93 percent of unpaid carers of disabled children have felt lonely or socially isolated, new research from Carers UK and the Jo Cox Commission on Loneliness has found.

An unwillingness to talk to others about care responsibilities is a key barrier to inclusion at work, home and in the community. One third (32%) felt “uncomfortable” talking to friends about caring, as did those who felt “isolated” at work due to care responsibilities (32%).

"Caring for someone is one of the most important things we do but without support to have a life outside caring, it can be incredibly lonely, worsened by financial pressures, poor understanding from friends and colleagues, and a lack of regular breaks."

Alongside a lack of understanding from others, carers most frequently ascribed loneliness or social isolation to a lack of time or money to socialise and the difficulty of leaving the house due to caring commitments.

According to carers, the following would make the biggest difference in combating loneliness:

  • Regular breaks from caring (54%)
  • More understanding from society (52%)
  • Being able to take part in leisure activities (40%)
  • Support paying for social activities (31%)
  • More understanding at work (30%)
  • Being in touch with other carers (29%)
  • Feeling more able to talk to friends and family (23%)
  • Being able to take part in education or training (21%)

The research reveals that certain caring circumstances are linked to lonelier care experiences, such as younger carers under 24 years old (89%), carers of disabled children (93%), people who care for 50 hours or more per week (86%) or ‘sandwich carers’ who look after loved ones alongside parenting responsibilities (86%).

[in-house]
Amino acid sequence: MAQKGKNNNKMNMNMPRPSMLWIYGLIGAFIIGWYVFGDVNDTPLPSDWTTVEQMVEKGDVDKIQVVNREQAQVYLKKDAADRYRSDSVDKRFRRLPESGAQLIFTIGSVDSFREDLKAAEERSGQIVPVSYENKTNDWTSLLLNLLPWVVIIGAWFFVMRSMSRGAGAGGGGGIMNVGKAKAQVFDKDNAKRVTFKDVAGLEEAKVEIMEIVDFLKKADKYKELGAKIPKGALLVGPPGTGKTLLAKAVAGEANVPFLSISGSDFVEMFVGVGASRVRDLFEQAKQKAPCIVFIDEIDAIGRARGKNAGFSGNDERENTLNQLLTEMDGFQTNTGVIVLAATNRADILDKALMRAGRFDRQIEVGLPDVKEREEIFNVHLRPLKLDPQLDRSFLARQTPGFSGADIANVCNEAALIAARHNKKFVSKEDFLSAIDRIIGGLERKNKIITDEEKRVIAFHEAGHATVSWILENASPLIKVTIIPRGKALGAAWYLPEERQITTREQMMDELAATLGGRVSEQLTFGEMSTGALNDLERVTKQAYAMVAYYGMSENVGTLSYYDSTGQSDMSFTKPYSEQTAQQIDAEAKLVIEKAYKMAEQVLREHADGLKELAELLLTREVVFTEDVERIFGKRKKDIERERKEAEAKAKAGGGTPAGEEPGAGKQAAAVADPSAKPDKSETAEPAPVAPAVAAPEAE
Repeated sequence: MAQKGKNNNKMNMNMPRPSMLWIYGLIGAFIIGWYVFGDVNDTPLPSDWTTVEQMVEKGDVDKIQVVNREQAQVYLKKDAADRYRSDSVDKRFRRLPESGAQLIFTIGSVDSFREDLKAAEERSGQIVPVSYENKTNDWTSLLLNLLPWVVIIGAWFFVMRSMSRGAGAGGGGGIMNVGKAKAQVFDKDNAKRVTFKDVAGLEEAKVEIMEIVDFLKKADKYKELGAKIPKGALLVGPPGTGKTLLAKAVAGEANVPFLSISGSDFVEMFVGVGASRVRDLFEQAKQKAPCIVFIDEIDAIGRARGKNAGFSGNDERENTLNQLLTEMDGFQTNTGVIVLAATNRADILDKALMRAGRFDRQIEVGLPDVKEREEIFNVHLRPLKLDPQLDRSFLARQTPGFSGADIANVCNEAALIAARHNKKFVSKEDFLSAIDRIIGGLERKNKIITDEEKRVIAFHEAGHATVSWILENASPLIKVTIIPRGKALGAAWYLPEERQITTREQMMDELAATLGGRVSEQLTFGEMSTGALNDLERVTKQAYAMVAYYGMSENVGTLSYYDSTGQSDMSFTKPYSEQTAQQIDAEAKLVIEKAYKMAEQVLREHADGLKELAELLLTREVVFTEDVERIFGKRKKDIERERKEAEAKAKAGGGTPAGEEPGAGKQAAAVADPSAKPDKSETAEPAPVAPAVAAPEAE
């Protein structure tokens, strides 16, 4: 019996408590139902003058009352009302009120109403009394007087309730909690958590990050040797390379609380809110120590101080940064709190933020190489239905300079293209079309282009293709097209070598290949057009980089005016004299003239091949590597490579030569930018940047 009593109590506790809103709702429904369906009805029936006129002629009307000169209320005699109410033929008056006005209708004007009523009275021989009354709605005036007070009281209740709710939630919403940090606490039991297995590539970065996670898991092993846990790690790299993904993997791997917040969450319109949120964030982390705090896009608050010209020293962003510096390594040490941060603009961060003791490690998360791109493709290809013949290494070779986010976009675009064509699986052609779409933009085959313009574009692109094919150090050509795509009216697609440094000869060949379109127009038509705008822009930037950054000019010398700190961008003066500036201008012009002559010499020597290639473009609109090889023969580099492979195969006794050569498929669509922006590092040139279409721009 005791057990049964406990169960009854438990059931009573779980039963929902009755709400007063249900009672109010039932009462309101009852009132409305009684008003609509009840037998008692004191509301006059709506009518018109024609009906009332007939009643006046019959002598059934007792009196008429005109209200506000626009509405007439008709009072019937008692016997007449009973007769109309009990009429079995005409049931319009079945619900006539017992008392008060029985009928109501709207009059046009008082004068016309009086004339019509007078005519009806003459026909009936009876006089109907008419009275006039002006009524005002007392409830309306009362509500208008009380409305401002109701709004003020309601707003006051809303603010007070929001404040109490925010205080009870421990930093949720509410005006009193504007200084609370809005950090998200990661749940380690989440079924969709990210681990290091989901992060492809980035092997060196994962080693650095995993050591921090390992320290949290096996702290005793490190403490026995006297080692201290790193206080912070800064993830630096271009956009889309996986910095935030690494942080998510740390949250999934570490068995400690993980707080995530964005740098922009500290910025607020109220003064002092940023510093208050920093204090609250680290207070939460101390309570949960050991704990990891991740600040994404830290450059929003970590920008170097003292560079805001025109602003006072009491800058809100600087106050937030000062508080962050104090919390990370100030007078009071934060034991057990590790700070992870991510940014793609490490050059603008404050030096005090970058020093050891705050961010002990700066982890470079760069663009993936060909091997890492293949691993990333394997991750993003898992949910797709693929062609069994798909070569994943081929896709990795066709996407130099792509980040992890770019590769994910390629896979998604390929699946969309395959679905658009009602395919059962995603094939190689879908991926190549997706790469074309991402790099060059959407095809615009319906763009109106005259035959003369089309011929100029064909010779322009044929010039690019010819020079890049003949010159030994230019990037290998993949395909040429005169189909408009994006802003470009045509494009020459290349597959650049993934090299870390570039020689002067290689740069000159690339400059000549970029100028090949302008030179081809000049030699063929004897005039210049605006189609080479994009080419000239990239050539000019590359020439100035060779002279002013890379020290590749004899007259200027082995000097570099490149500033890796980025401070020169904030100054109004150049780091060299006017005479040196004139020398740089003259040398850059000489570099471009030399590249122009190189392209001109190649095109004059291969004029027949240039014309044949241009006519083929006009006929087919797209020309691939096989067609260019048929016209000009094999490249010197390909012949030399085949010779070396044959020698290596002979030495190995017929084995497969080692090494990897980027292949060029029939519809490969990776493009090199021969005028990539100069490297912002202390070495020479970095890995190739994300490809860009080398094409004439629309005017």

The findings are released today as part of the charity’s work with the Jo Cox Commission on Loneliness. The Commission aims to ‘Start a Conversation’ around loneliness, mobilising the public to combat the ‘silent epidemic’ by destigmatising a prevalent but often unaddressed issue.

'Caring touches all our lives'

“Soon after Joshua began attending college, I realised I no longer could continue to work and care for him as I had done in the past and reluctantly gave up work," recalls Jacqui Darlington. "I was now a full time unpaid carer to a young man with Down’s syndrome, Autism and no understandable speech. I went days without speaking to anyone and the winter months were the worst."

"Eventually I was told by my GP that I had to go out every day for a loaf of bread but I didn’t understand why when a loaf would last us a week. Once I understood what the GP meant I began changing. I went out every day (well almost) so that I could speak to people."

"I became involved in parent/carer groups, forums and joined Carers UK. I am now happier than I have ever been as I have various carers I can talk to or ask for support without feeling that I have to explain anything and everything to them.”

Helena Herklots CBE, Chief Executive of Carers UK, said: "Loneliness is a powerful, sometimes overwhelming, emotion which all-too-many carers experience in silence. Caring touches all our lives yet society and public services often fail to grasp how isolating looking after a loved one can be."

"Caring for someone is one of the most important things we do but without support to have a life outside caring, it can be incredibly lonely, worsened by financial pressures, poor understanding from friends and colleagues, and a lack of regular breaks."

The findings are released today as part of the charity’s work with the Jo Cox Commission on Loneliness. The Commission aims to ‘Start a Conversation’ around loneliness, mobilising the public to combat the ‘silent epidemic’ by destigmatising a prevalent but often unaddressed issue.